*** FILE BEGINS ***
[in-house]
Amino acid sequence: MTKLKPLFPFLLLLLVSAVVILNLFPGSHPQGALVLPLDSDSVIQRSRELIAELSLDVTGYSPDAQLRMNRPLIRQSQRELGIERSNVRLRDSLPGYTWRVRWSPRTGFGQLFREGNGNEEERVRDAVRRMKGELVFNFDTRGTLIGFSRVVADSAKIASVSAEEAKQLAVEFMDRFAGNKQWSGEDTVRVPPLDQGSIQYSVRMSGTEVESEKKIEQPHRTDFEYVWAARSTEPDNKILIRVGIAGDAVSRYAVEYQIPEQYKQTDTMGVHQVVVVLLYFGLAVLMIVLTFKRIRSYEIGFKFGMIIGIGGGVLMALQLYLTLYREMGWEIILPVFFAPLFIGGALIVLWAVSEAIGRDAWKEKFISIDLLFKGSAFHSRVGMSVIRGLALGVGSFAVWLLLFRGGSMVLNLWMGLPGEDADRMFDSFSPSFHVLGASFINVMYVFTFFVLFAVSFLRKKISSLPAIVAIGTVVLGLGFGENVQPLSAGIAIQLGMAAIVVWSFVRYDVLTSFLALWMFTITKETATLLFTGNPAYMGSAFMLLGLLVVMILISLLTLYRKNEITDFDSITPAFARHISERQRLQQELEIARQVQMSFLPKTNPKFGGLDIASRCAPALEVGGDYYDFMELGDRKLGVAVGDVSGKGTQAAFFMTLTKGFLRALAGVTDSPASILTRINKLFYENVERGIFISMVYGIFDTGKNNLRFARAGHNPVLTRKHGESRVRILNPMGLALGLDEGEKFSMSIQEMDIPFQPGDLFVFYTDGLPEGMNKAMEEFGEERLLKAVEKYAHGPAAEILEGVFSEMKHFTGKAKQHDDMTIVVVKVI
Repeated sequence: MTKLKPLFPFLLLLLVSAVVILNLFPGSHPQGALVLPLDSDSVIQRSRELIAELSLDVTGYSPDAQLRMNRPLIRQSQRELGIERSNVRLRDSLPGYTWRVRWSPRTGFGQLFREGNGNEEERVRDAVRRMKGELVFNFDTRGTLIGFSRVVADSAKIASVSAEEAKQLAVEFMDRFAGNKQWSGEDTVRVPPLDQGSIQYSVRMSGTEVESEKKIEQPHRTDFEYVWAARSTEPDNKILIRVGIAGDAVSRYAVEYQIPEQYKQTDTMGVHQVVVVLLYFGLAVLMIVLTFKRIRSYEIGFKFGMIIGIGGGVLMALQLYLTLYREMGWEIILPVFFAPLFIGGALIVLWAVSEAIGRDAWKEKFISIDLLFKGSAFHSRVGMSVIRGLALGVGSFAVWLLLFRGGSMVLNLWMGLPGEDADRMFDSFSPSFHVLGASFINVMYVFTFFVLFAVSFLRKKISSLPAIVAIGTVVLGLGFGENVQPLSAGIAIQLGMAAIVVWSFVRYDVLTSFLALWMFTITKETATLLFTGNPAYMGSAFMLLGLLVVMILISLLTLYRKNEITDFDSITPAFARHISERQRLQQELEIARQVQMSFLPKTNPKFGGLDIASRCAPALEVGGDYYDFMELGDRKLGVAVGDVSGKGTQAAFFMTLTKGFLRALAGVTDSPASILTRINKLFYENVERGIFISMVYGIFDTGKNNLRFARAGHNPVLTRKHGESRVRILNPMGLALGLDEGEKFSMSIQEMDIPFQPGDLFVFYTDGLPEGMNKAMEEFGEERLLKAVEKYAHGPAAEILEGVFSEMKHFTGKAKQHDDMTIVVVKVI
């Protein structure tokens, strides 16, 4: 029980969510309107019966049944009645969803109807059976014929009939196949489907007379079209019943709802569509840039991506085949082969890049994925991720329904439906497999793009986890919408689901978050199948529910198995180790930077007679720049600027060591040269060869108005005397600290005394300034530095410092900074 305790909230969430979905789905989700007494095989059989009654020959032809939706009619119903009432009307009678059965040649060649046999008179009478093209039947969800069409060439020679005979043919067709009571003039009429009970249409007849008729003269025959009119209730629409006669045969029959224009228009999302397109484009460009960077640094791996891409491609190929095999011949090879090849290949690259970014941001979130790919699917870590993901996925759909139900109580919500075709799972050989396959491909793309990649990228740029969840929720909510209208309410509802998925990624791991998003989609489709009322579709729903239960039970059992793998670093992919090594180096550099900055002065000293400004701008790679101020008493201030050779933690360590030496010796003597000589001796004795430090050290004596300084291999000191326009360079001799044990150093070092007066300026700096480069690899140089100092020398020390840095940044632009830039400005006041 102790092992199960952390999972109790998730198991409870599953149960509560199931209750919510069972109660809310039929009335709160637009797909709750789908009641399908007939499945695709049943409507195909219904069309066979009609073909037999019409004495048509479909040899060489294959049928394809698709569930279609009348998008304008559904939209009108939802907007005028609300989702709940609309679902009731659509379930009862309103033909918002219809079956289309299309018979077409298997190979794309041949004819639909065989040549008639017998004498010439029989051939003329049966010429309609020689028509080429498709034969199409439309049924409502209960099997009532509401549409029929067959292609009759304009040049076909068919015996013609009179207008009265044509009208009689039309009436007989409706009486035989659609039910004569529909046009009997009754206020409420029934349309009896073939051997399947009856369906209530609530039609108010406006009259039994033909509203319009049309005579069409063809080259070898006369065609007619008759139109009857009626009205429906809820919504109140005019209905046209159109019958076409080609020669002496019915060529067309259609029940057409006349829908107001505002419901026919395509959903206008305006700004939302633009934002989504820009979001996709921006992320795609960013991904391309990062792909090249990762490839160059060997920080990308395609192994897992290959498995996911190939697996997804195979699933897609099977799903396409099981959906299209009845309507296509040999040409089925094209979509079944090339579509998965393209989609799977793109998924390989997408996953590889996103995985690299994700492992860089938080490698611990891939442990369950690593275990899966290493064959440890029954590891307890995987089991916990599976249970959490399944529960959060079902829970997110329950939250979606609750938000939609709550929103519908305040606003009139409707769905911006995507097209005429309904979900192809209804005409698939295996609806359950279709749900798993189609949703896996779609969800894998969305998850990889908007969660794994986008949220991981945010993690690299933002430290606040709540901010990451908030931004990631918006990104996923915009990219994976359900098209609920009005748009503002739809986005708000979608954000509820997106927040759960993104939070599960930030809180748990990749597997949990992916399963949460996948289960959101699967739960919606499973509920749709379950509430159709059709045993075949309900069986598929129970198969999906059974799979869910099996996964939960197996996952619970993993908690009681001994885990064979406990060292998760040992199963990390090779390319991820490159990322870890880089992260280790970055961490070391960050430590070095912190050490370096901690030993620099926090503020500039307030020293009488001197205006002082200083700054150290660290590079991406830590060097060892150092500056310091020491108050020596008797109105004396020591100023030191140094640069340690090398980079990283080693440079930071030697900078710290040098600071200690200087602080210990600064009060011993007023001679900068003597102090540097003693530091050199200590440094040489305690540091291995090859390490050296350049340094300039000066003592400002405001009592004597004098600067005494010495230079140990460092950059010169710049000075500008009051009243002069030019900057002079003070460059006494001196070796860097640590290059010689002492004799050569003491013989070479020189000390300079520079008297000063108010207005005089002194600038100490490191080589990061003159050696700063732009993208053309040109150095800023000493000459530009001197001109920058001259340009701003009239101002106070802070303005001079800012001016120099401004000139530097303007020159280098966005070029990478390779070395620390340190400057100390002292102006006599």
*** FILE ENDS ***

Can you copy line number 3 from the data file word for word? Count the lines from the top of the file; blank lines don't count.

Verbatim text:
Repeated sequence: MTKLKPLFPFLLLLLVSAVVILNLFPGSHPQGALVLPLDSDSVIQRSRELIAELSLDVTGYSPDAQLRMNRPLIRQSQRELGIERSNVRLRDSLPGYTWRVRWSPRTGFGQLFREGNGNEEERVRDAVRRMKGELVFNFDTRGTLIGFSRVVADSAKIASVSAEEAKQLAVEFMDRFAGNKQWSGEDTVRVPPLDQGSIQYSVRMSGTEVESEKKIEQPHRTDFEYVWAARSTEPDNKILIRVGIAGDAVSRYAVEYQIPEQYKQTDTMGVHQVVVVLLYFGLAVLMIVLTFKRIRSYEIGFKFGMIIGIGGGVLMALQLYLTLYREMGWEIILPVFFAPLFIGGALIVLWAVSEAIGRDAWKEKFISIDLLFKGSAFHSRVGMSVIRGLALGVGSFAVWLLLFRGGSMVLNLWMGLPGEDADRMFDSFSPSFHVLGASFINVMYVFTFFVLFAVSFLRKKISSLPAIVAIGTVVLGLGFGENVQPLSAGIAIQLGMAAIVVWSFVRYDVLTSFLALWMFTITKETATLLFTGNPAYMGSAFMLLGLLVVMILISLLTLYRKNEITDFDSITPAFARHISERQRLQQELEIARQVQMSFLPKTNPKFGGLDIASRCAPALEVGGDYYDFMELGDRKLGVAVGDVSGKGTQAAFFMTLTKGFLRALAGVTDSPASILTRINKLFYENVERGIFISMVYGIFDTGKNNLRFARAGHNPVLTRKHGESRVRILNPMGLALGLDEGEKFSMSIQEMDIPFQPGDLFVFYTDGLPEGMNKAMEEFGEERLLKAVEKYAHGPAAEILEGVFSEMKHFTGKAKQHDDMTIVVVKVI